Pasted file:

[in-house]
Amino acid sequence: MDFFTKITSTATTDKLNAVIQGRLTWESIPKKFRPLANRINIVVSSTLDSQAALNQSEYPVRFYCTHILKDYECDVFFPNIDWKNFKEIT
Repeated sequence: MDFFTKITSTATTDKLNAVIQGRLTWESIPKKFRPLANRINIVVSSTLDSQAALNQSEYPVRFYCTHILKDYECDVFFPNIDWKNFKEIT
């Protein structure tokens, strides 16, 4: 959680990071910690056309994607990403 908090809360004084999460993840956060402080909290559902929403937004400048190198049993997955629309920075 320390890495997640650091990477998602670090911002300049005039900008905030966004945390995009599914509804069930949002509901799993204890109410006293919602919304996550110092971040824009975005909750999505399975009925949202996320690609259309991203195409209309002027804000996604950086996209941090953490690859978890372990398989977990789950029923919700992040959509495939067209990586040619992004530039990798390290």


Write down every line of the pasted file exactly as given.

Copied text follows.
[in-house]
Amino acid sequence: MDFFTKITSTATTDKLNAVIQGRLTWESIPKKFRPLANRINIVVSSTLDSQAALNQSEYPVRFYCTHILKDYECDVFFPNIDWKNFKEIT
Repeated sequence: MDFFTKITSTATTDKLNAVIQGRLTWESIPKKFRPLANRINIVVSSTLDSQAALNQSEYPVRFYCTHILKDYECDVFFPNIDWKNFKEIT
């Protein structure tokens, strides 16, 4: 959680990071910690056309994607990403 908090809360004084999460993840956060402080909290559902929403937004400048190198049993997955629309920075 320390890495997640650091990477998602670090911002300049005039900008905030966004945390995009599914509804069930949002509901799993204890109410006293919602919304996550110092971040824009975005909750999505399975009925949202996320690609259309991203195409209309002027804000996604950086996209941090953490690859978890372990398989977990789950029923919700992040959509495939067209990586040619992004530039990798390290």